Two drummers. Beating two drumsets. To an electronically orchestrated mash of samples and live instrumentation. Backed by a psychedelic stream of chaotic yet naturally flowing visuals projected on a massive sheet screen.
Yeah, it’s a little hard to categorize.
To many, it may seem daunting to pour your heart and soul, time and finances into a band that might not be well-received or even perceived as a band. An experiment that could’ve existed as a one-off art project.
Don’t think the band didn’t have their own reservations.
Reflecting on their beginnings, Chris states, “It felt like an experiment. The idea was: ‘We’ll just be two drummers.’ And I didn’t really think… I wasn’t sure that it would work to be honest.”
Then again, if you’re creative and optimistic, it might not be a stretch at all.
“So it was encouraging after our two or three shows that it was as fun as it was and people seemed to respond to a degree,” Chris continues. “It was kind of a surprise, but even now, almost three years in, it almost [still] feels like an experiment of sorts.”
And, if you’d describe a song off your debut album, which you worked on “squirreled away for the better part of a year” in a basement, as: “It should sound like an evening party… in a coastal region… in an equatorial city,” followed by amiable chuckling, how can you go wrong?
People, especially Portland people, will seek out this warmth and bask in it, whether it’s hot or cool, wet or dry.
The drumming duo of Deelay Ceelay has encountered the above trials and prevailed with a topically pulsating debut album, appropriately (and awesomely) titled Sunset Drumsets. The percussively talented team of Chris Lael Larson and Delaney Kelly have followed a path of constant refinement which has taken their two-man, audio-visual production from its launch at TBA in September 2008 to being wildly accepted around town as sweaty party starters to their long-awaited, self-released and self-recorded first album.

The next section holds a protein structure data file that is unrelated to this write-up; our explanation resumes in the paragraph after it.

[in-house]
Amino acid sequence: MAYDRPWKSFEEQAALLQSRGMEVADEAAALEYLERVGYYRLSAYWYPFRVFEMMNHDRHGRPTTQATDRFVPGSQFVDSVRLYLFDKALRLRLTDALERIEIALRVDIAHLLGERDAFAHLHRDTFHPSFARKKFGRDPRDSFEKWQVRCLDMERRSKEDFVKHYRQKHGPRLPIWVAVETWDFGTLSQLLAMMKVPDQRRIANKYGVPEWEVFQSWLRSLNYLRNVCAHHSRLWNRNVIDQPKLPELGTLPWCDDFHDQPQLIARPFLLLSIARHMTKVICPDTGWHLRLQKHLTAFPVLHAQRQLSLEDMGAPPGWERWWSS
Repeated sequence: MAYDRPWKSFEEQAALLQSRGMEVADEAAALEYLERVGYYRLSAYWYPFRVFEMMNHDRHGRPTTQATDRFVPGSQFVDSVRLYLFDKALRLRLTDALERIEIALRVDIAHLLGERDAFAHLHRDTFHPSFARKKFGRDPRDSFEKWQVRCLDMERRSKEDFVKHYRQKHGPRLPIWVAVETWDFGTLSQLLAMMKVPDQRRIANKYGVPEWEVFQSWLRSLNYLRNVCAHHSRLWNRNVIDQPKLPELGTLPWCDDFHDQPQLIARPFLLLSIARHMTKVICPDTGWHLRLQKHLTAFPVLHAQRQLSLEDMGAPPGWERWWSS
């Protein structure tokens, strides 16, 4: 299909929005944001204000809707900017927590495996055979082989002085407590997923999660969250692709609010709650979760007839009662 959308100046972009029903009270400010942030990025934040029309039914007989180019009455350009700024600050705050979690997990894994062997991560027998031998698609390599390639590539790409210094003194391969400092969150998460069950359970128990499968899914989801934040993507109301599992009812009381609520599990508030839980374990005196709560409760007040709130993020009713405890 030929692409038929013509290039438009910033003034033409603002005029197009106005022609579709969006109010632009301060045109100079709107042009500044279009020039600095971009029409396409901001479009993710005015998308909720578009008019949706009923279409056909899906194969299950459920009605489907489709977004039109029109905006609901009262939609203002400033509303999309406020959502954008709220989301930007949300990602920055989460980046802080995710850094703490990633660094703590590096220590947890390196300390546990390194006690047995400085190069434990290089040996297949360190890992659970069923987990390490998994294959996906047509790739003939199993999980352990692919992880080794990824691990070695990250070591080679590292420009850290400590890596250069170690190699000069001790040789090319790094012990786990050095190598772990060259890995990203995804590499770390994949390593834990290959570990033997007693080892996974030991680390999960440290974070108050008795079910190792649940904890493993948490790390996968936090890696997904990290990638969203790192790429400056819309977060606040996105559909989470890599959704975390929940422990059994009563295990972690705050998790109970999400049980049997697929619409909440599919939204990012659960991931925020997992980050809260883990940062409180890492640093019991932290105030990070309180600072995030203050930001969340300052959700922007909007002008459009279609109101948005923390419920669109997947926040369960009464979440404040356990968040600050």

A creative spark, mutual respect, and friendship were the elements that started this journey some nine months before their first performance, which also coupled as their EP release–Thank You can still be downloaded for free here.
“Wanting to come out of the gates ready to move,” according to Delaney, Deelay Ceelay rehearsed long hours and prepared a vast library of custom visuals, spending an unfeasible three to four months on a single video at one point, in the months leading up to their TBA premier.
The intensive focus on prepping the project “was very intentional [after] having done it the other way in bands for so long… where you get two or three rough songs and go, ‘Yeah, let’s have a show!’ and then have to work them out in front of people,” says Chris.
And although Deelay Ceelay weren’t sure if the band would even work live, let alone how the audience would respond, they were a success and Deelay Ceelay was soon playing all over town, defying classification and never allowing anyone else to brand them.Chris, with his graphic designer and visual artist eye, brings a distinct ocular vision to all communications including the sunny environs of the new album’s artwork–an album that’s soaked with camouflaged field recordings that create tropical vibes and a bubbling atmosphere, like the album opener “Sidewalking” (listen below).
“It does seem optimistic,” contemplates Chris, adding, “if I had to put an adjective on it.”
And there was a conscious effort to “recreate the dance experience that always happens at our shows,” says Delaney. “For the last two and half years, the only thing people have been able to listen to is a four-song EP that we recorded before our first show,” says Delaney. “Because with the first EP, we weren’t really sure what we we’re doing–if it was in fact an ‘indie’ rock band or a dance/electronic project. With this album we’ve tried to reinforce that we’re more interested in those pulsing dance tracks.”
It’s the knowledge that their experiment does work, on record and on stage, but the two experiences are very different.
“Most people hear about us or discover us through seeing us and then hear the recordings and it’s maybe more toned down. But,” Chris explains, “it can’t not be in a certain way because [live, it's] two drumsets pounding.”
On the new record, Deelay Ceelay has no somber moments; that’s not their style. Auditory samples will draw forth images of treks through bustling cities on the album opener “Sidewalking” (below) and soothing tides on the closer “Ocean Dragons.”
The additional use of scattered vocal samples–speeches by George Andrus, a 94-year-old folk/outside artist who lives south of Salem, OR–resembles former tour mates and friends Starfucker...
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